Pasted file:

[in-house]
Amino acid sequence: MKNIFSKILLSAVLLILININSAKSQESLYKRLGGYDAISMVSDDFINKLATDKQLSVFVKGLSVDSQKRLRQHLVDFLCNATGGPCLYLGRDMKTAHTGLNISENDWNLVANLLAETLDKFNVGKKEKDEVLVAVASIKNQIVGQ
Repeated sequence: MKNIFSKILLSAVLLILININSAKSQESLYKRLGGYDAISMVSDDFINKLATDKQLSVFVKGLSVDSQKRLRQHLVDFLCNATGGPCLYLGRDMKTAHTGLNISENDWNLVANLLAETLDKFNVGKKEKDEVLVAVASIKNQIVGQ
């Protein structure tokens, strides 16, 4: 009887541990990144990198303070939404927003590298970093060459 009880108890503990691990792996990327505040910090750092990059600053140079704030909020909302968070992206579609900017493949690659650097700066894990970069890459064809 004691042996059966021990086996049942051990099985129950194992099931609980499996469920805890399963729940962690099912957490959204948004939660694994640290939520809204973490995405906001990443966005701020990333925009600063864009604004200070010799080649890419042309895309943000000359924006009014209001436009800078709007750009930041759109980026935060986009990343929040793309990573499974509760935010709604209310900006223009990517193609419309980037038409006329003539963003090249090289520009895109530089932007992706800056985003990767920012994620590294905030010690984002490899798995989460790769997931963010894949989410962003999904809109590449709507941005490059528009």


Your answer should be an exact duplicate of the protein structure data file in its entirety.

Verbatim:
[in-house]
Amino acid sequence: MKNIFSKILLSAVLLILININSAKSQESLYKRLGGYDAISMVSDDFINKLATDKQLSVFVKGLSVDSQKRLRQHLVDFLCNATGGPCLYLGRDMKTAHTGLNISENDWNLVANLLAETLDKFNVGKKEKDEVLVAVASIKNQIVGQ
Repeated sequence: MKNIFSKILLSAVLLILININSAKSQESLYKRLGGYDAISMVSDDFINKLATDKQLSVFVKGLSVDSQKRLRQHLVDFLCNATGGPCLYLGRDMKTAHTGLNISENDWNLVANLLAETLDKFNVGKKEKDEVLVAVASIKNQIVGQ
């Protein structure tokens, strides 16, 4: 009887541990990144990198303070939404927003590298970093060459 009880108890503990691990792996990327505040910090750092990059600053140079704030909020909302968070992206579609900017493949690659650097700066894990970069890459064809 004691042996059966021990086996049942051990099985129950194992099931609980499996469920805890399963729940962690099912957490959204948004939660694994640290939520809204973490995405906001990443966005701020990333925009600063864009604004200070010799080649890419042309895309943000000359924006009014209001436009800078709007750009930041759109980026935060986009990343929040793309990573499974509760935010709604209310900006223009990517193609419309980037038409006329003539963003090249090289520009895109530089932007992706800056985003990767920012994620590294905030010690984002490899798995989460790769997931963010894949989410962003999904809109590449709507941005490059528009």